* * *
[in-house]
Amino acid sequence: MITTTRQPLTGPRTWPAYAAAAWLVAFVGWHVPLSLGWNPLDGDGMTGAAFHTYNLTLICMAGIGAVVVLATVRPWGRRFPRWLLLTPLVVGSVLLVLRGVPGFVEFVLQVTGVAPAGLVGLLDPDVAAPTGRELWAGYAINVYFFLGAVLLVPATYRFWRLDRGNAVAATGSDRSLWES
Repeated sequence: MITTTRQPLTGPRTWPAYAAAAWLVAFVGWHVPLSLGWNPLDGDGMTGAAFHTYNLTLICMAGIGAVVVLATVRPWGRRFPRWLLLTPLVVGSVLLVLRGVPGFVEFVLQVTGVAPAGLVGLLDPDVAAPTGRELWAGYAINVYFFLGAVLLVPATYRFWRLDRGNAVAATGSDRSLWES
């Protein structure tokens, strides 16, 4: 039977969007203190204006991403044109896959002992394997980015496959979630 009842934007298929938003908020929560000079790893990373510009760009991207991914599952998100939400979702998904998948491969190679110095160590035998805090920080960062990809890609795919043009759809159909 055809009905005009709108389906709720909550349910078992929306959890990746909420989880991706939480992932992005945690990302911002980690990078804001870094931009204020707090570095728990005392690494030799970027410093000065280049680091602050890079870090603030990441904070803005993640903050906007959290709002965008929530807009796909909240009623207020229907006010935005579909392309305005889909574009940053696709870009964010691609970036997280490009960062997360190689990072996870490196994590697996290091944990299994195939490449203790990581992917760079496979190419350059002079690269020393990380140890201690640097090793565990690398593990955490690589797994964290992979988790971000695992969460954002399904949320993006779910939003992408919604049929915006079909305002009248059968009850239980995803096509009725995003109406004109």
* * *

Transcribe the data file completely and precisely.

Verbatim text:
[in-house]
Amino acid sequence: MITTTRQPLTGPRTWPAYAAAAWLVAFVGWHVPLSLGWNPLDGDGMTGAAFHTYNLTLICMAGIGAVVVLATVRPWGRRFPRWLLLTPLVVGSVLLVLRGVPGFVEFVLQVTGVAPAGLVGLLDPDVAAPTGRELWAGYAINVYFFLGAVLLVPATYRFWRLDRGNAVAATGSDRSLWES
Repeated sequence: MITTTRQPLTGPRTWPAYAAAAWLVAFVGWHVPLSLGWNPLDGDGMTGAAFHTYNLTLICMAGIGAVVVLATVRPWGRRFPRWLLLTPLVVGSVLLVLRGVPGFVEFVLQVTGVAPAGLVGLLDPDVAAPTGRELWAGYAINVYFFLGAVLLVPATYRFWRLDRGNAVAATGSDRSLWES
């Protein structure tokens, strides 16, 4: 039977969007203190204006991403044109896959002992394997980015496959979630 009842934007298929938003908020929560000079790893990373510009760009991207991914599952998100939400979702998904998948491969190679110095160590035998805090920080960062990809890609795919043009759809159909 055809009905005009709108389906709720909550349910078992929306959890990746909420989880991706939480992932992005945690990302911002980690990078804001870094931009204020707090570095728990005392690494030799970027410093000065280049680091602050890079870090603030990441904070803005993640903050906007959290709002965008929530807009796909909240009623207020229907006010935005579909392309305005889909574009940053696709870009964010691609970036997280490009960062997360190689990072996870490196994590697996290091944990299994195939490449203790990581992917760079496979190419350059002079690269020393990380140890201690640097090793565990690398593990955490690589797994964290992979988790971000695992969460954002399904949320993006779910939003992408919604049929915006079909305002009248059968009850239980995803096509009725995003109406004109």